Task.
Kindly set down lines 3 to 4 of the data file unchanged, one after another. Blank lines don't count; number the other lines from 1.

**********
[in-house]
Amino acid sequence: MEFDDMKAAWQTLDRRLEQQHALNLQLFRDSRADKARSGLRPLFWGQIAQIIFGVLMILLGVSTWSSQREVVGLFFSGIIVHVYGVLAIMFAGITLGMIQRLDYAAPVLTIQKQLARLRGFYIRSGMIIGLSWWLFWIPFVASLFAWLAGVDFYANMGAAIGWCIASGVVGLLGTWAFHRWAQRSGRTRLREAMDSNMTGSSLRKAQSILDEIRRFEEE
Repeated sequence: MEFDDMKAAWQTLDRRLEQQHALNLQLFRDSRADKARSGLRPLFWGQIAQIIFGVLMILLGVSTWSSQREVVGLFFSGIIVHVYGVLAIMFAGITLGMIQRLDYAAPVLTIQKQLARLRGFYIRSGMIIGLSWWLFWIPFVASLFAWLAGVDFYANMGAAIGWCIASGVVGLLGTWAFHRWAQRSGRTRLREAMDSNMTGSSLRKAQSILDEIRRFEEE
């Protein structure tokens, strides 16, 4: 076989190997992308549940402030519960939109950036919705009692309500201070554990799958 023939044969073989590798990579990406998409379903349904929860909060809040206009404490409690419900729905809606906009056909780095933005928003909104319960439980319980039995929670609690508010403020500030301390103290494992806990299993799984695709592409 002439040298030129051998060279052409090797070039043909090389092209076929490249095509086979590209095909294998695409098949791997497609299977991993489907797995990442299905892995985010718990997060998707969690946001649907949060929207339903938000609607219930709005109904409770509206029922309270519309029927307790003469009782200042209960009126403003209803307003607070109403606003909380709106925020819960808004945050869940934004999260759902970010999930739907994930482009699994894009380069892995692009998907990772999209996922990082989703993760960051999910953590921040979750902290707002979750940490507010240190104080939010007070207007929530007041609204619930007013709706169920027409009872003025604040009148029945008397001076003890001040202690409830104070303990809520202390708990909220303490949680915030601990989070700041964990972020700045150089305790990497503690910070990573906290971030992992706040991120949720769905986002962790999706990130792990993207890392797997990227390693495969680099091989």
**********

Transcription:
Repeated sequence: MEFDDMKAAWQTLDRRLEQQHALNLQLFRDSRADKARSGLRPLFWGQIAQIIFGVLMILLGVSTWSSQREVVGLFFSGIIVHVYGVLAIMFAGITLGMIQRLDYAAPVLTIQKQLARLRGFYIRSGMIIGLSWWLFWIPFVASLFAWLAGVDFYANMGAAIGWCIASGVVGLLGTWAFHRWAQRSGRTRLREAMDSNMTGSSLRKAQSILDEIRRFEEE
């Protein structure tokens, strides 16, 4: 076989190997992308549940402030519960939109950036919705009692309500201070554990799958 023939044969073989590798990579990406998409379903349904929860909060809040206009404490409690419900729905809606906009056909780095933005928003909104319960439980319980039995929670609690508010403020500030301390103290494992806990299993799984695709592409 002439040298030129051998060279052409090797070039043909090389092209076929490249095509086979590209095909294998695409098949791997497609299977991993489907797995990442299905892995985010718990997060998707969690946001649907949060929207339903938000609607219930709005109904409770509206029922309270519309029927307790003469009782200042209960009126403003209803307003607070109403606003909380709106925020819960808004945050869940934004999260759902970010999930739907994930482009699994894009380069892995692009998907990772999209996922990082989703993760960051999910953590921040979750902290707002979750940490507010240190104080939010007070207007929530007041609204619930007013709706169920027409009872003025604040009148029945008397001076003890001040202690409830104070303990809520202390708990909220303490949680915030601990989070700041964990972020700045150089305790990497503690910070990573906290971030992992706040991120949720769905986002962790999706990130792990993207890392797997990227390693495969680099091989």